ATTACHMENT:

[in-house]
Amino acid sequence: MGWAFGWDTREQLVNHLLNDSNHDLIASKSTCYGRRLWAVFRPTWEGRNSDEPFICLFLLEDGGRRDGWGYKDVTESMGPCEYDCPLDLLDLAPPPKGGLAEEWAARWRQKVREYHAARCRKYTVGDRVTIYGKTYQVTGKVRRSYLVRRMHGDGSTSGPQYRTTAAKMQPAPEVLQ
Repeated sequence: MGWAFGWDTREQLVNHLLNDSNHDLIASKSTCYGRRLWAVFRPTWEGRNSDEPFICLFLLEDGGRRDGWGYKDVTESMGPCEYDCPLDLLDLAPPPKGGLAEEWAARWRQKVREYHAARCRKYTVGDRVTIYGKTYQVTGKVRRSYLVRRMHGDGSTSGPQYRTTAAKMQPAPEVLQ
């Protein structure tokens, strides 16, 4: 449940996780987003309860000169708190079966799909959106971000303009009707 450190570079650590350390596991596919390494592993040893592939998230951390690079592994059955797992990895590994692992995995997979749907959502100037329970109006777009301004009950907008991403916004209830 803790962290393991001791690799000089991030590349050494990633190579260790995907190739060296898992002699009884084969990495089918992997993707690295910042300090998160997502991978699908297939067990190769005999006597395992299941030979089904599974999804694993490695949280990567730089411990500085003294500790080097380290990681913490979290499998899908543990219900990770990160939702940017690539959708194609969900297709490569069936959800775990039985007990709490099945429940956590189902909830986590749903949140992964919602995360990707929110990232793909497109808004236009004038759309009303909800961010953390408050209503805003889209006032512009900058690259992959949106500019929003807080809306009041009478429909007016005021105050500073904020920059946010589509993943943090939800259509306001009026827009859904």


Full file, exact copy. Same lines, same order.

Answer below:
[in-house]
Amino acid sequence: MGWAFGWDTREQLVNHLLNDSNHDLIASKSTCYGRRLWAVFRPTWEGRNSDEPFICLFLLEDGGRRDGWGYKDVTESMGPCEYDCPLDLLDLAPPPKGGLAEEWAARWRQKVREYHAARCRKYTVGDRVTIYGKTYQVTGKVRRSYLVRRMHGDGSTSGPQYRTTAAKMQPAPEVLQ
Repeated sequence: MGWAFGWDTREQLVNHLLNDSNHDLIASKSTCYGRRLWAVFRPTWEGRNSDEPFICLFLLEDGGRRDGWGYKDVTESMGPCEYDCPLDLLDLAPPPKGGLAEEWAARWRQKVREYHAARCRKYTVGDRVTIYGKTYQVTGKVRRSYLVRRMHGDGSTSGPQYRTTAAKMQPAPEVLQ
């Protein structure tokens, strides 16, 4: 449940996780987003309860000169708190079966799909959106971000303009009707 450190570079650590350390596991596919390494592993040893592939998230951390690079592994059955797992990895590994692992995995997979749907959502100037329970109006777009301004009950907008991403916004209830 803790962290393991001791690799000089991030590349050494990633190579260790995907190739060296898992002699009884084969990495089918992997993707690295910042300090998160997502991978699908297939067990190769005999006597395992299941030979089904599974999804694993490695949280990567730089411990500085003294500790080097380290990681913490979290499998899908543990219900990770990160939702940017690539959708194609969900297709490569069936959800775990039985007990709490099945429940956590189902909830986590749903949140992964919602995360990707929110990232793909497109808004236009004038759309009303909800961010953390408050209503805003889209006032512009900058690259992959949106500019929003807080809306009041009478429909007016005021105050500073904020920059946010589509993943943090939800259509306001009026827009859904």